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Re: NEW ISSUE :Clarify usage of assertions with no behavioral requirements on the requester

From: Frederick Hirsch <frederick.hirsch@nokia.com>
Date: Wed, 25 Oct 2006 15:18:29 -0400
Message-Id: <9CE23C80-9153-492C-99EC-D6FA909372B3@nokia.com>
Cc: Frederick Hirsch <frederick.hirsch@nokia.com>, "Paul Cotton" <Paul.Cotton@microsoft.com>, <public-ws-policy@w3.org>
To: ext Sergey Beryozkin <sergey.beryozkin@iona.com>

Sergey

Is this what is meant by policy alternatives?

For example, if one alternative uses message security and the other  
TLS, wouldn't a client expect the security mechanism outlined in the  
alternative to be used, and not the other?

For example, what if the client does not support WSS, but does  
support TLS. Then wouldn't picking the alternative with TLS suggest  
not the use of WSS as offered in the other alternative?

This seems different than what you mention in your message.

regards, Frederick

Frederick Hirsch
Nokia


On Oct 25, 2006, at 11:53 AM, ext Sergey Beryozkin wrote:

> Hi
>
> I'd also like a primer clarifying and explaining what does it mean,  
> from a requester's point of view, to work with different policy  
> alternatives.
> For ex, at the moment, if we have a policy like this :
> <wsp:Policy>
>    <ExactlyOnce>
>        <!-- alt1 -->
>        <All>
>           <foo/>
>        </All>
>        <!-- alt2 -->
>        <All>
>            <bar/>
>        </All>
>    </ExactlyOnce>
> </wsp:Policy>
>
> then one interpretation can be that by selecting a first  
> alternative a requester is choosing to work with a provider which  
> has no <bar/>.
> The primer should explain that two alternatives are two different  
> policy micro-vocabulary instances and that, by choosing the  
> alternative the requester just chooses the vocabulary it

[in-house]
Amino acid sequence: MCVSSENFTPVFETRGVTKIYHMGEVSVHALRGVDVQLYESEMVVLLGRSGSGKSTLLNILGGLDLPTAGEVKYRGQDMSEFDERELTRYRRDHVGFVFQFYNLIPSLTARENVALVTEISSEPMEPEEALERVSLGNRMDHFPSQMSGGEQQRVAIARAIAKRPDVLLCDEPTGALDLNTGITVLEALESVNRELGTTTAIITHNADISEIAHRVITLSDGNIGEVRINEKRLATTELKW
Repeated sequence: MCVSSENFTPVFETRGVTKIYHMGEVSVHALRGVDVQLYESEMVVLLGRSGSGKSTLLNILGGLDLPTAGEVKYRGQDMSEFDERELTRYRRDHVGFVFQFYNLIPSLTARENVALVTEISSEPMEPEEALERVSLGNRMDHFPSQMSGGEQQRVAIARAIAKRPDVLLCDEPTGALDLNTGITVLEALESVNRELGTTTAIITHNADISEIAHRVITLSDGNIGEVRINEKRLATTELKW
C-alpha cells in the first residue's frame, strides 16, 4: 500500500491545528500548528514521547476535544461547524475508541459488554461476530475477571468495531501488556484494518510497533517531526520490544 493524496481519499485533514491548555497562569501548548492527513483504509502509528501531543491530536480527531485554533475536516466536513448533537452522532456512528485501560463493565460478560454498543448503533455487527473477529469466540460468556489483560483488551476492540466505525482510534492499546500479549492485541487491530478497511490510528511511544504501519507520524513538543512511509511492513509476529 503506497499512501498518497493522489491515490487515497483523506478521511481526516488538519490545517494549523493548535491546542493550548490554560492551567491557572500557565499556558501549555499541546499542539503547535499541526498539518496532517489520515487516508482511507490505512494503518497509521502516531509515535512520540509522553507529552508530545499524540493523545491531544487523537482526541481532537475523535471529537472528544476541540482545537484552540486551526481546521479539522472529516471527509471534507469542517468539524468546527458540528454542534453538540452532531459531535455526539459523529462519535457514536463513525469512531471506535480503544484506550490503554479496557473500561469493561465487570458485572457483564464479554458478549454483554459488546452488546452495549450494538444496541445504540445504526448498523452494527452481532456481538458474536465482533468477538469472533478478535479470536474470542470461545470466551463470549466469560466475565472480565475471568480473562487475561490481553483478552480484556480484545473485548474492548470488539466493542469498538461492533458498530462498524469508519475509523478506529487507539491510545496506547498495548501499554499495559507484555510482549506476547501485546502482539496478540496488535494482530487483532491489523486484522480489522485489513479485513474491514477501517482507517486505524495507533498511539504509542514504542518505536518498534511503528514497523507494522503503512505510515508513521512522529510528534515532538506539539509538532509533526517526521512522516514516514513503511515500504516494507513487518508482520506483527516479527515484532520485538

> understands/prefers.
> From a provider's perspective,  a policy vocabulary is the one  
> which combines the vocabularies of all alternmatives. That is it  
> supports all assertions, even if this assertion is not present in  
> the alternative chosen by a given requester.
> For ex:
> <wsp:Policy>
>    <ExactlyOnce>
>        <!-- alt1 -->
>        <All>
>           <sp:MessageSecurity/>
>        </All>
>        <!-- alt2 -->
>        <All>
>            <sp:TransportSecurity/>
>        </All>
>    </ExactlyOnce>
> </wsp:Policy>
>
> Irrespectively of the alternative chosen the provider retains the  
> 'being secure' capability. Likewise if we have two service  
> endpoints, with one endpoint being annotated with a policy  
> alternative (service metadata) and the other one being not, the  
> second endpoint still posesses the same capabilities as the first  
> endpoint, it's just thes capabilites will have to be discovered out- 
> of-band for the the second endpoint.
>
> Another example :
>
> <wsp:Policy>
>    <ExactlyOnce>
>        <!-- alt1 -->
>        <All>
>           <sp:MessageSecurity/>
>        </All>
>        <!-- alt2 -->
>        <All>
>            <sp:TransportSecurity/>
>        </All>
>        <!-- alt3 -->
>        <All>
>            <oasis:free/>
>            <ExactlyOnce>
>              <All>
>                  <sp:MessageSecurity/>
>              </All>
>              <All>
>                  <sp:TransportSecurity/>
>              </All>
>             </ExactlyOnce>
>         </All>
>    </ExactlyOnce>
> </wsp:Policy>
>
> 3 vocabularies are presented. Irrespectively of the alternative/ 
> vocabukary chosen, a service provider retains the capability of  
> being free and secure.
>
> Thanks, Sergey
>
> Hi
>
> "Can you formulate your required example even in outline form?"
>
>
> Example. A service has a capability to keep the clients' info  
> confidential. This capability has no behavioral requirements on the  
> client and has no wire representations. It wishes to advertize this  
> capability such that those requesters which understand what it  
> means can use it during the intersection stage or as part of a  
> search as a base for choosing this service among similar ones.
>
> Additionally, this service wishes to make itself available to those  
> requesters which has no a priori knowledge of this assertion due to  
> the safe-to-ignore properties of this capability.
>
>
> <wsp:Policy>
>
>    <wsp:ExactlyOnce>
>
>         <contoso:infoConfidential wsp:optional="true"/>
>
>    <wsp:ExactlyOnce>
>
> </wsp:Policy>
>
>
> "I assume you want this text in the primer and/or guidelines doc.   
> Is that correct?
>
>  If so can you offer proposed text?"
>
>
> I'd like to see a clarification in the wsp:optional wording which  
> clearly states that wsp:optional is not optional for a provider and  
> that wsp:optional is a hint to a requester that an assertion  
> identifies a requirement which is optional for a requester to do